Band of Youths
They all cry, "There, there," and when we look for it, we find nothing but dust and dry leaves.
I thought I had a glimpse of the flag on his car through the cloud.
It is difficult to follow his track. Now it seems East: now it seems West.
And so we are tired, chasing shadows all day long. And the day has been lost.
I tell you the truth. Fear comes more and more into my mind, as the day passes.
We have made a mistake. The morning light whispered in our ears, "Bravo, march on." And now, the evening light is mocking us for that.
I am afraid we have been deceived. I am beginning to feel greater respect for Dada's quatrains than before. We shall all be soon sitting down on the ground composing quatrains.
And then the whole neighbourhood will come, swarming round us. And they will get such immense benefit from our wisdom that they will never leave us.
And we shall settle down like a great big boulder, cold and immovable.
And they will cling to us, as we sit there, like a thick fog.
What would our Leader think of us, I wonder, if he could hear us now?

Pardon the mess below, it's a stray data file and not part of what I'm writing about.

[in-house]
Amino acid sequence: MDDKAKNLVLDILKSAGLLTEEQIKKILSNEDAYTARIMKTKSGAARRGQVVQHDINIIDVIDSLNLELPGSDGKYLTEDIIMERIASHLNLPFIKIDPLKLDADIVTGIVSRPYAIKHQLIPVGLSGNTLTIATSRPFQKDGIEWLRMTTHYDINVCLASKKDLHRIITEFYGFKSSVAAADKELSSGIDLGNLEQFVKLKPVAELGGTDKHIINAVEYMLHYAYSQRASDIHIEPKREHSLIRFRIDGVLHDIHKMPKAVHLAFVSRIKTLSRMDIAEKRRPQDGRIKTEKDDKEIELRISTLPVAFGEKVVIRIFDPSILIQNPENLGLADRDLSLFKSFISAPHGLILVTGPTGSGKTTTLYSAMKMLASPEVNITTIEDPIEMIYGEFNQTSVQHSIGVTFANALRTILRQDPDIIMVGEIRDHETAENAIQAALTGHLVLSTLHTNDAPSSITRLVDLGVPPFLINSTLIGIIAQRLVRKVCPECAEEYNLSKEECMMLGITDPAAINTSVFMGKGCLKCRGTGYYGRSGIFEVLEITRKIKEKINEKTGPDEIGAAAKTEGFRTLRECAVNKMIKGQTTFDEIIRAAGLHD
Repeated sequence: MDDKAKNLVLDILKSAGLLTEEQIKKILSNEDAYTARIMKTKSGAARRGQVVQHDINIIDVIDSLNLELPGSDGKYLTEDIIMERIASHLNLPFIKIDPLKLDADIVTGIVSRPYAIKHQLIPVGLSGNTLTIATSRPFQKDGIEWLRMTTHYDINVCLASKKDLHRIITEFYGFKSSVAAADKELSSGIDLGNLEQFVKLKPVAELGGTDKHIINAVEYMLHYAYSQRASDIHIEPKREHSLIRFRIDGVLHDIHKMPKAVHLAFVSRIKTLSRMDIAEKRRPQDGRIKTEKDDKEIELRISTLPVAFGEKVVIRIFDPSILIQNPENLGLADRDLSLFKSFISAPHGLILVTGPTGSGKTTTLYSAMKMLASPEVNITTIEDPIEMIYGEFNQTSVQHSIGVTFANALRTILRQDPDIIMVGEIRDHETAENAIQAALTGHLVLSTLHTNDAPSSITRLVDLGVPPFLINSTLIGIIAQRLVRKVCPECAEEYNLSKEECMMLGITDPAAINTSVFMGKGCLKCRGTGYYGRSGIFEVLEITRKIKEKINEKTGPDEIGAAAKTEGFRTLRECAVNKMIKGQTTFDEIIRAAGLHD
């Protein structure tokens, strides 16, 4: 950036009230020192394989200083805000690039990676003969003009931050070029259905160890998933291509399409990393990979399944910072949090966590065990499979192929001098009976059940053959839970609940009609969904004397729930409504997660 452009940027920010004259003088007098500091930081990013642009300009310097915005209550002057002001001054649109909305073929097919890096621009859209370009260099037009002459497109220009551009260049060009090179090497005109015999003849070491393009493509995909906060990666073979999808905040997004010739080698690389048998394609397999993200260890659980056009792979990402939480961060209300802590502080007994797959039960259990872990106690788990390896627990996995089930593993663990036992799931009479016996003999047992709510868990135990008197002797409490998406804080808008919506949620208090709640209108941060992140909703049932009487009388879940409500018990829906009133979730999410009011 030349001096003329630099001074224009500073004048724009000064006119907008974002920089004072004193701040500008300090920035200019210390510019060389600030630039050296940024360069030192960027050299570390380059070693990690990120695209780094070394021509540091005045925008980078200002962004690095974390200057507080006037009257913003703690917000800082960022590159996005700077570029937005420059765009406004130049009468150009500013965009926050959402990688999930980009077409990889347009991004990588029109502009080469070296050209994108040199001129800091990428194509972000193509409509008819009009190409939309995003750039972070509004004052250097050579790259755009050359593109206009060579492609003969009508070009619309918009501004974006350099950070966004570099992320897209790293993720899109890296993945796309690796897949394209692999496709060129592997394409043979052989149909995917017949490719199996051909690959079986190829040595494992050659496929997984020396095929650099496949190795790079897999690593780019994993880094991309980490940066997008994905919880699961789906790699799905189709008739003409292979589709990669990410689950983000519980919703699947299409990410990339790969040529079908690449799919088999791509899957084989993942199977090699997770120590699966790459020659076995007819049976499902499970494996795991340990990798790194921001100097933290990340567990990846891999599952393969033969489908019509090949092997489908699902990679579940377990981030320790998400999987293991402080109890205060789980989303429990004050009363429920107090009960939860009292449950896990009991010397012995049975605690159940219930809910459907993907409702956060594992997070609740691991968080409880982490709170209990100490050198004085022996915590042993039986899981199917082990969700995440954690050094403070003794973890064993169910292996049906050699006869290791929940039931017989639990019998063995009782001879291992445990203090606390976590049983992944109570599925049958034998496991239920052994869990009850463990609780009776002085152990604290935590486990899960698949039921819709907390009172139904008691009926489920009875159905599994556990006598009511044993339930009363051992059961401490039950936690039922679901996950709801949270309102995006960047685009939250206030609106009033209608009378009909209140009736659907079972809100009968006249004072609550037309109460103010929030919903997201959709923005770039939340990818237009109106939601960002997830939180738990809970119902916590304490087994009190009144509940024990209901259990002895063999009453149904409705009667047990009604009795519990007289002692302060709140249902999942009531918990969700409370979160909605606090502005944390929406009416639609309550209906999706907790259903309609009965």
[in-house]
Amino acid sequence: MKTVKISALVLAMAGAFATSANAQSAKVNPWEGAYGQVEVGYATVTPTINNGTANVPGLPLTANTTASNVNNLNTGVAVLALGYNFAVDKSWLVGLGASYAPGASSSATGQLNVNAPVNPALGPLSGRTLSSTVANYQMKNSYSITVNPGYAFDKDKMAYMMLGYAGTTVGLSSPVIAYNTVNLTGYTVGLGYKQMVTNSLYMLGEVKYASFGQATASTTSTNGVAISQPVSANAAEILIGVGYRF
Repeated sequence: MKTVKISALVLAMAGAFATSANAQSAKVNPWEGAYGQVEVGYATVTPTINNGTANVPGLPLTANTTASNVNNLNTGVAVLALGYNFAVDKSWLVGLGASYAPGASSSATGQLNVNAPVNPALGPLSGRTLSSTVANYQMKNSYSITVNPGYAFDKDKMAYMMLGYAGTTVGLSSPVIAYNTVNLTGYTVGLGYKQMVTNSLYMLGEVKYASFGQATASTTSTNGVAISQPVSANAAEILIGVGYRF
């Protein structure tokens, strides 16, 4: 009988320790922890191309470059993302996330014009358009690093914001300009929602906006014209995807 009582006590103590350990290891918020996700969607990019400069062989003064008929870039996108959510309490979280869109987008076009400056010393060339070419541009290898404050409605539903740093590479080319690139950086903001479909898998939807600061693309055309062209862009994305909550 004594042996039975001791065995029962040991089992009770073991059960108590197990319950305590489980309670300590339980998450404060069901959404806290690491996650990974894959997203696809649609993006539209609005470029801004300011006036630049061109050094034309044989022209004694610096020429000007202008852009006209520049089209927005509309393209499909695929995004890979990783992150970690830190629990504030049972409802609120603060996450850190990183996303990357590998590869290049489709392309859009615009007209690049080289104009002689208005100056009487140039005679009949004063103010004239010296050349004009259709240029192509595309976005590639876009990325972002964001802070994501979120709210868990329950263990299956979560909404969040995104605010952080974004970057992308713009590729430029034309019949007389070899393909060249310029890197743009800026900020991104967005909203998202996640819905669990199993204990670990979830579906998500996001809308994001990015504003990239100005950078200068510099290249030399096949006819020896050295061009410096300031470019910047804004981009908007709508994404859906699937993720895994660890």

I am sure it is our Leader, who has led us astray. He makes us toil for nothing, while he himself remains idle.
Let us go back and fight with him. We will tell him that we won't move a step further, but sit with our legs tucked under us. These legs are wretched vagabonds. They are always trudging the road.
We will keep our hands fast behind our backs.
There is no mischief in the back; all the trouble is in the front.
Of all our limbs, the back is the most truthful. It says to us, "Lie down."
When we are young, that braggart breast is a great swell; but, in the end, we can only rely on our back.
The little stream that flows past our village comes to my mind. That morning we thought that it said to us, "Forward! Forward!" But what it really said was, "False! False!" The world is all false.